A worthwhile addition to any 50s car collection
This 1951 Chrysler New Yorker Business Coupe with its classical colour combination of blue paintwork, white wall tyres anc chrome galore is a very elegant sight. It comes in what appears to be an unrestored original condition. The car was registered in California before being imported to Germany.
The coupe is, according to its previous owner, in a decent technical state. It has the 5.3 litre straight eight cylinder engine installed, which is coupled to a “Fluid Matic” semi-automatic transmission with gear selector mounted to the steering column. The New Yorker’s interior and exterior show a level of patina requisite for a car of this age and give a very harmonious overall impression,
The Chrysler is cleared through customs and is being offered with the US title.
The Chrysler New Yorker nameplate dates back as far 1938, when a “New York special” version of the Imperial was released. One year later, the name was changed to “New Yorker”, and since then, the term was used for a total of 14 generations of upscale Chryler models, all the way to 1996, making it one of the longest running nameplates in American automotive history.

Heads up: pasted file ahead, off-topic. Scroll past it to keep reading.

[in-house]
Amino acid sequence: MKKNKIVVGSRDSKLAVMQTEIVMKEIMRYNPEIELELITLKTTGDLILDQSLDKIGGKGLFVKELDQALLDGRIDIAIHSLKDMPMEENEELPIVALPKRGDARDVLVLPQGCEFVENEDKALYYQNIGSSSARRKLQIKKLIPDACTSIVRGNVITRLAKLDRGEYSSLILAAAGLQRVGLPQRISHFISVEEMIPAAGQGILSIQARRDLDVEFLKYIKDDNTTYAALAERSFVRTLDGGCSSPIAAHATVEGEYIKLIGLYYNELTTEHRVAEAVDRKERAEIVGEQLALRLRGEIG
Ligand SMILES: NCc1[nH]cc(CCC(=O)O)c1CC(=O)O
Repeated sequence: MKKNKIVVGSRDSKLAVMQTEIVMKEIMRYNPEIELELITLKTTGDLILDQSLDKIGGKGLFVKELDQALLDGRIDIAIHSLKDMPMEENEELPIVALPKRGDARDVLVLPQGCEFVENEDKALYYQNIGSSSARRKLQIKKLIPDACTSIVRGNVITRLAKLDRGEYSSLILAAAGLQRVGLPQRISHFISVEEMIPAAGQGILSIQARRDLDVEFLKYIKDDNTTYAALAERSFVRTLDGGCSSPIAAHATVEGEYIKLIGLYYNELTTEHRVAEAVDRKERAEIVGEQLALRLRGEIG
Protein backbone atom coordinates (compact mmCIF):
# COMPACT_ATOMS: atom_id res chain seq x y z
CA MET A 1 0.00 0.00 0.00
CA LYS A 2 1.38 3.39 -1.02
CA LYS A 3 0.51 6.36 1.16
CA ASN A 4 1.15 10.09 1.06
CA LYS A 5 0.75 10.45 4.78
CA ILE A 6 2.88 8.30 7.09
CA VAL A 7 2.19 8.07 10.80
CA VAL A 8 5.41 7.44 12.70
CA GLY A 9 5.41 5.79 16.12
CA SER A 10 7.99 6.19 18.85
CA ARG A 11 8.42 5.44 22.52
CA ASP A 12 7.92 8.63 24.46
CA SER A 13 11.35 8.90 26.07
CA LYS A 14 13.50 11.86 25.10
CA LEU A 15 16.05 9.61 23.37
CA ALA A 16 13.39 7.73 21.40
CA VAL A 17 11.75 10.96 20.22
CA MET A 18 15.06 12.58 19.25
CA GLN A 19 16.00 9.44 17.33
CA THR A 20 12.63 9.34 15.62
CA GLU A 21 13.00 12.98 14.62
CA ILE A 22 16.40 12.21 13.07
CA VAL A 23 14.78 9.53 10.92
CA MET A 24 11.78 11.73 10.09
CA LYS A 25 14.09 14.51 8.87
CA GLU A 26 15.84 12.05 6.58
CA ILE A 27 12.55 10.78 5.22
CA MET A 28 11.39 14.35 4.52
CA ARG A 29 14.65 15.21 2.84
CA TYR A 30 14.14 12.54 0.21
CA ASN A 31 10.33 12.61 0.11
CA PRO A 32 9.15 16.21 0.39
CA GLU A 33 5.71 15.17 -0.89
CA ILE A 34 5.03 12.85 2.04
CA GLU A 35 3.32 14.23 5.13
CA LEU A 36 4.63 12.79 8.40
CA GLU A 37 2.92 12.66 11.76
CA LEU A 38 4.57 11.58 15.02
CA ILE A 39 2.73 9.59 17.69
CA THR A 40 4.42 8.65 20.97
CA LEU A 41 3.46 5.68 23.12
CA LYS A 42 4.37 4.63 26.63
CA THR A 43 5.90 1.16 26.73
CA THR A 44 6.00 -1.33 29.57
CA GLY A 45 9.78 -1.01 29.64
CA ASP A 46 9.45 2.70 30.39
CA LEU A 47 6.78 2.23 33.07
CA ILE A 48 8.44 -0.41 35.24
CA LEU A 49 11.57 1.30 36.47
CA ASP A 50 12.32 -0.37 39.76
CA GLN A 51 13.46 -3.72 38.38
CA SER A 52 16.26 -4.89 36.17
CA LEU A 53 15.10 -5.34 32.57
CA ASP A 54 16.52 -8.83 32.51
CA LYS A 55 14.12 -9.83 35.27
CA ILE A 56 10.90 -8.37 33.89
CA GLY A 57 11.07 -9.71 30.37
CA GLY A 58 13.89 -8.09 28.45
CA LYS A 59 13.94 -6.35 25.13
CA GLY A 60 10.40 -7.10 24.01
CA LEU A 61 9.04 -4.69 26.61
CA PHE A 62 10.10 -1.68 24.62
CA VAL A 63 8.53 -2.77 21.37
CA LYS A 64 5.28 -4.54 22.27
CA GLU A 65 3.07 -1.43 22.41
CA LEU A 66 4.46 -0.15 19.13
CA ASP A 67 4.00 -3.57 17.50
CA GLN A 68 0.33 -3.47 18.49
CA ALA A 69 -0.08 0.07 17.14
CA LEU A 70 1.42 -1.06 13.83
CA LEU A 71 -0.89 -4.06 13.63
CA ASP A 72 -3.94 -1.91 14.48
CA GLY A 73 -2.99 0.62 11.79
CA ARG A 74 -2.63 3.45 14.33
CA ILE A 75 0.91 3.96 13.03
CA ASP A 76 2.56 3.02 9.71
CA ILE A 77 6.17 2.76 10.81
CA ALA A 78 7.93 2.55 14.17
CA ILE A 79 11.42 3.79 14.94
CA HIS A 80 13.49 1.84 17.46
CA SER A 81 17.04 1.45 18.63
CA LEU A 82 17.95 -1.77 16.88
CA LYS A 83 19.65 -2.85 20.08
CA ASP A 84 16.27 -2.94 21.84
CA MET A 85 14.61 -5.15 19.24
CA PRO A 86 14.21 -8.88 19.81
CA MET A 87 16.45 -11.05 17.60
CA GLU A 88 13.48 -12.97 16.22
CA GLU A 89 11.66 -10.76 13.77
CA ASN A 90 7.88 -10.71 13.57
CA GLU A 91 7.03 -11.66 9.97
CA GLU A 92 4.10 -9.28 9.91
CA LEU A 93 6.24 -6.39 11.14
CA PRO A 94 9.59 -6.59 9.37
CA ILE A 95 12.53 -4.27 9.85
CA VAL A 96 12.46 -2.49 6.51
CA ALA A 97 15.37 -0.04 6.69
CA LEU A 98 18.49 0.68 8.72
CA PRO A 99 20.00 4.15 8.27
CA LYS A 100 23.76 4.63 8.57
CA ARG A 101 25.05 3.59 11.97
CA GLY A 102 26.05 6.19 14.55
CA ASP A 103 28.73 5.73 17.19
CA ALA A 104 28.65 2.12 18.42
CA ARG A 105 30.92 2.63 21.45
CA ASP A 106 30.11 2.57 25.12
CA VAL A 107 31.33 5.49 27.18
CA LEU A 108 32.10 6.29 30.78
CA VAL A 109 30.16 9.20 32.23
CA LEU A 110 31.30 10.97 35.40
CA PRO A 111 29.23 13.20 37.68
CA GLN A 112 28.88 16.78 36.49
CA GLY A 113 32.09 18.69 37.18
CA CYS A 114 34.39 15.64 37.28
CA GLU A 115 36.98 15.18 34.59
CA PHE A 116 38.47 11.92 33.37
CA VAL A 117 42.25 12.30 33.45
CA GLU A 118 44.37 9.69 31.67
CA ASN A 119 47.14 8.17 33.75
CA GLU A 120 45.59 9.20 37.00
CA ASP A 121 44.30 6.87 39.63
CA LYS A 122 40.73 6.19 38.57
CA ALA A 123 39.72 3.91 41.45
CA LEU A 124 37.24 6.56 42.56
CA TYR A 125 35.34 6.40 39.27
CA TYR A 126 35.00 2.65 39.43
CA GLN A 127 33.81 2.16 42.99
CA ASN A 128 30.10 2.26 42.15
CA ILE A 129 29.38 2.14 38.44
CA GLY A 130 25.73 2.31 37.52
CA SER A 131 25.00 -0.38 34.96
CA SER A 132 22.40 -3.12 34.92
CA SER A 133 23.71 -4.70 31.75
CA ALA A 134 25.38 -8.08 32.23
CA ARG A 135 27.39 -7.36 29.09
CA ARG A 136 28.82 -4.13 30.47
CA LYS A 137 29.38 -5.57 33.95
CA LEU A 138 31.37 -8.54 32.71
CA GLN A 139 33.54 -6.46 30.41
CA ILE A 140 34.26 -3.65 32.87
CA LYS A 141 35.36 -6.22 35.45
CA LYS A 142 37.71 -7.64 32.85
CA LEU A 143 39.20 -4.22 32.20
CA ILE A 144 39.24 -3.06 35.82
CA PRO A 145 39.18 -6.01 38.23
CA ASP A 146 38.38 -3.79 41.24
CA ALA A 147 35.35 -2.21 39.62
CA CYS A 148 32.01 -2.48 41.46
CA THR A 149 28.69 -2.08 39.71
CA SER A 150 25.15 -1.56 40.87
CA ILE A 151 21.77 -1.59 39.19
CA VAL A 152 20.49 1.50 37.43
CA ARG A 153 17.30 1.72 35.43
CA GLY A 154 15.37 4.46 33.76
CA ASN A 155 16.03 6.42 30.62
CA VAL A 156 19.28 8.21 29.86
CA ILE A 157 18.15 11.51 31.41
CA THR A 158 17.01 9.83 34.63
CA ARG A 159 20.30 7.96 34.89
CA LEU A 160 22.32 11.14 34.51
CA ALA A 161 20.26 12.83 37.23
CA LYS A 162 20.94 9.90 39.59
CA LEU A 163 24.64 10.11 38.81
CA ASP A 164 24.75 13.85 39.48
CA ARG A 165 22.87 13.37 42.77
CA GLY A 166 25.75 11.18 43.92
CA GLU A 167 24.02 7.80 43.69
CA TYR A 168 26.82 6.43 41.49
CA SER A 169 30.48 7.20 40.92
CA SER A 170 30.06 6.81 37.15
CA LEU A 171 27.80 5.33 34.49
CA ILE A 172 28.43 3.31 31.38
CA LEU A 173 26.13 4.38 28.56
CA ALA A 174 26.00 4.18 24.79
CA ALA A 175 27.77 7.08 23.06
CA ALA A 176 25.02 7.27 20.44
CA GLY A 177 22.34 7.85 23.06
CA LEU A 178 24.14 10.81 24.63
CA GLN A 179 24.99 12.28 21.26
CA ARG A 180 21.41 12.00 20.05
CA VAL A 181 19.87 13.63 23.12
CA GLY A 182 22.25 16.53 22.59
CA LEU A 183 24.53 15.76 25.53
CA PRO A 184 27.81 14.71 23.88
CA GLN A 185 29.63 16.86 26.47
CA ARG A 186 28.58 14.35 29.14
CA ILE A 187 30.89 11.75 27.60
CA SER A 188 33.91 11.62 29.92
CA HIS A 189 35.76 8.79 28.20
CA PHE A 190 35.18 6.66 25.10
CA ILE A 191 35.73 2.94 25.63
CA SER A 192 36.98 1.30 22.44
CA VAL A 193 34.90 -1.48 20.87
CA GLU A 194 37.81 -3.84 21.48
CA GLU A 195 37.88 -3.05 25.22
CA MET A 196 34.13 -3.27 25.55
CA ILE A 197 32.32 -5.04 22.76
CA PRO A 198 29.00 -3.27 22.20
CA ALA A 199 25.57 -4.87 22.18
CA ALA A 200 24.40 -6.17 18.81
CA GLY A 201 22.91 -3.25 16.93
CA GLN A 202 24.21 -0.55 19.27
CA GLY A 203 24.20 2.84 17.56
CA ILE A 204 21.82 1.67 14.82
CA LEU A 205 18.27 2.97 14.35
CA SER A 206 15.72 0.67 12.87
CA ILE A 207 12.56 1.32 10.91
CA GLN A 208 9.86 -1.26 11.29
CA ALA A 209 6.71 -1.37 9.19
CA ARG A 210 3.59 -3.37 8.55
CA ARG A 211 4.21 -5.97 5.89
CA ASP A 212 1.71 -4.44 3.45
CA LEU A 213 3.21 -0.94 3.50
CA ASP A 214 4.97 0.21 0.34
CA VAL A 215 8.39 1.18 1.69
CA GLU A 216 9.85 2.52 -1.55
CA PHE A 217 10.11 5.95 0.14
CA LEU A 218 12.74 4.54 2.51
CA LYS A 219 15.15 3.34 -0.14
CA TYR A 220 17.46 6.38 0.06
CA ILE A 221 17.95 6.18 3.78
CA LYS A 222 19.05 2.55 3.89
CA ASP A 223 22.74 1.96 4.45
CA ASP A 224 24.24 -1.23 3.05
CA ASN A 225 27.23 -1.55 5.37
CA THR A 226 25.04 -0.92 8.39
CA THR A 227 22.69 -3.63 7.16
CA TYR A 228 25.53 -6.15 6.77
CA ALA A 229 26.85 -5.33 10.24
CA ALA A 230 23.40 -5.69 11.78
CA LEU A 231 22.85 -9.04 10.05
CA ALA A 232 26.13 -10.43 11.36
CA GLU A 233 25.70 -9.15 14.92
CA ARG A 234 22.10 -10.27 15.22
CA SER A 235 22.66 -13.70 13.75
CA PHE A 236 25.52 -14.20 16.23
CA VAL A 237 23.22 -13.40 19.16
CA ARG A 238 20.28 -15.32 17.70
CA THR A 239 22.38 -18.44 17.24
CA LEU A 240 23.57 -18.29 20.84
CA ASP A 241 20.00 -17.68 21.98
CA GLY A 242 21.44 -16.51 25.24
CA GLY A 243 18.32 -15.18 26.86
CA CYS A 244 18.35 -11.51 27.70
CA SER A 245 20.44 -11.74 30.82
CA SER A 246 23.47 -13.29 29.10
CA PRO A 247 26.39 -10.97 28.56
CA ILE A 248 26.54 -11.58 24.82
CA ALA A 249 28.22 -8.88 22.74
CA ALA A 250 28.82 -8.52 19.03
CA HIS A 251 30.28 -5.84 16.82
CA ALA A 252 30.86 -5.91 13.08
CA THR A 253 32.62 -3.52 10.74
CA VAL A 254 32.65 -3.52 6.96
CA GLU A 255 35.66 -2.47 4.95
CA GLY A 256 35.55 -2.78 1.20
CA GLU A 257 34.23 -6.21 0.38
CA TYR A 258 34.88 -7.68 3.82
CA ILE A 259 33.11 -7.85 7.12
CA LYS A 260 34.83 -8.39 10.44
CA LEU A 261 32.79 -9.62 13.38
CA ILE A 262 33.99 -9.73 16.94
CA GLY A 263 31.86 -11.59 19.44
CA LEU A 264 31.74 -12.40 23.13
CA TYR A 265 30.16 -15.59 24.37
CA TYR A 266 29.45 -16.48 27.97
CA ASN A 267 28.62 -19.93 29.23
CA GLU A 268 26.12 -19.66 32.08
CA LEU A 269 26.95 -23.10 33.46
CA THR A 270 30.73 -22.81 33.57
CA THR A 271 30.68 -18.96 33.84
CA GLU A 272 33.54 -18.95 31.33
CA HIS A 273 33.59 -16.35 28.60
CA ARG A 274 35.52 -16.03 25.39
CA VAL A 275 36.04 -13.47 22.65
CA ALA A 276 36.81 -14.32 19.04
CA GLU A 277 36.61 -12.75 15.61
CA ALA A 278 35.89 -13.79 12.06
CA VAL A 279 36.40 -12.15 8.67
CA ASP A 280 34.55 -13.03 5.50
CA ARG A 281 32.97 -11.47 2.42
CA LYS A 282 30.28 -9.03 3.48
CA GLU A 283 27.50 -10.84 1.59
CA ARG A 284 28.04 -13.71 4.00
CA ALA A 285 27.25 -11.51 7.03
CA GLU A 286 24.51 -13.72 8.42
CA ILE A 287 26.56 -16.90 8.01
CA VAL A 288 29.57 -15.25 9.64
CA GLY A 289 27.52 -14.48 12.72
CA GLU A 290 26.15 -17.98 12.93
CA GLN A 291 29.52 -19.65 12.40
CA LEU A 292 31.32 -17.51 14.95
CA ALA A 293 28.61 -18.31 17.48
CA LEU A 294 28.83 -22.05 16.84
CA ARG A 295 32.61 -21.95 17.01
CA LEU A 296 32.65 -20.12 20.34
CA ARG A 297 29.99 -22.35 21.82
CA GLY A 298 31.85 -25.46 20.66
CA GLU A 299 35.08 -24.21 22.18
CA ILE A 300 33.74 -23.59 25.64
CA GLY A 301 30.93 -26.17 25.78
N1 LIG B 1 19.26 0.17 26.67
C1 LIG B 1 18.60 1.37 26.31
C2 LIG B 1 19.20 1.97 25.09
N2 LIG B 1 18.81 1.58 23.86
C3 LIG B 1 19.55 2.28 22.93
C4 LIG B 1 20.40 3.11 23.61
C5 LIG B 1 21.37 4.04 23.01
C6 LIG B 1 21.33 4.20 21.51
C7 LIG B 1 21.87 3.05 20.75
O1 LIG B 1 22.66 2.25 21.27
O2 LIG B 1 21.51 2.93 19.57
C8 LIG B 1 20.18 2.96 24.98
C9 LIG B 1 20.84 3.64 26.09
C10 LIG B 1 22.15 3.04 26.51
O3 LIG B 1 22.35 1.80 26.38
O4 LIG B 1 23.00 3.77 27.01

One generation usually lasted about four years on average, and even within a generation, modifications were manifold. In earlier generations, the New Yorker was available as 4-door sedan, 4-door station wagon (as of 3rd gen.), 2-door coupe as well as 2-door convertible. In 1965 (7th gen.), the convertible was discontinued, and as of 1979 (10th gen.), the 4-door sedan remained the only available body layout. Until the 1950s, New Yorkers usually had straight 8 engines, then the V8 became the engine of choice for many decades. Later models also offered smaller six- and four-cylinder engine options.